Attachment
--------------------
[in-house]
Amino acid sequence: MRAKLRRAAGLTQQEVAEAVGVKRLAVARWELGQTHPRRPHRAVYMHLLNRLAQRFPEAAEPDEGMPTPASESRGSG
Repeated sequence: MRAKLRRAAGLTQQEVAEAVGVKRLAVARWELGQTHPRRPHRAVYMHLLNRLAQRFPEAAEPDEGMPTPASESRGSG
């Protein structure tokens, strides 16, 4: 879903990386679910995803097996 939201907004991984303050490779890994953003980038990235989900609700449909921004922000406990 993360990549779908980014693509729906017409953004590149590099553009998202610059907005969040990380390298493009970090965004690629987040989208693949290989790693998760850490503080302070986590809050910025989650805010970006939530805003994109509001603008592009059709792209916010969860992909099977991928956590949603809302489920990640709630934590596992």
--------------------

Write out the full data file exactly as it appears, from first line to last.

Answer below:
[in-house]
Amino acid sequence: MRAKLRRAAGLTQQEVAEAVGVKRLAVARWELGQTHPRRPHRAVYMHLLNRLAQRFPEAAEPDEGMPTPASESRGSG
Repeated sequence: MRAKLRRAAGLTQQEVAEAVGVKRLAVARWELGQTHPRRPHRAVYMHLLNRLAQRFPEAAEPDEGMPTPASESRGSG
């Protein structure tokens, strides 16, 4: 879903990386679910995803097996 939201907004991984303050490779890994953003980038990235989900609700449909921004922000406990 993360990549779908980014693509729906017409953004590149590099553009998202610059907005969040990380390298493009970090965004690629987040989208693949290989790693998760850490503080302070986590809050910025989650805010970006939530805003994109509001603008592009059709792209916010969860992909099977991928956590949603809302489920990640709630934590596992």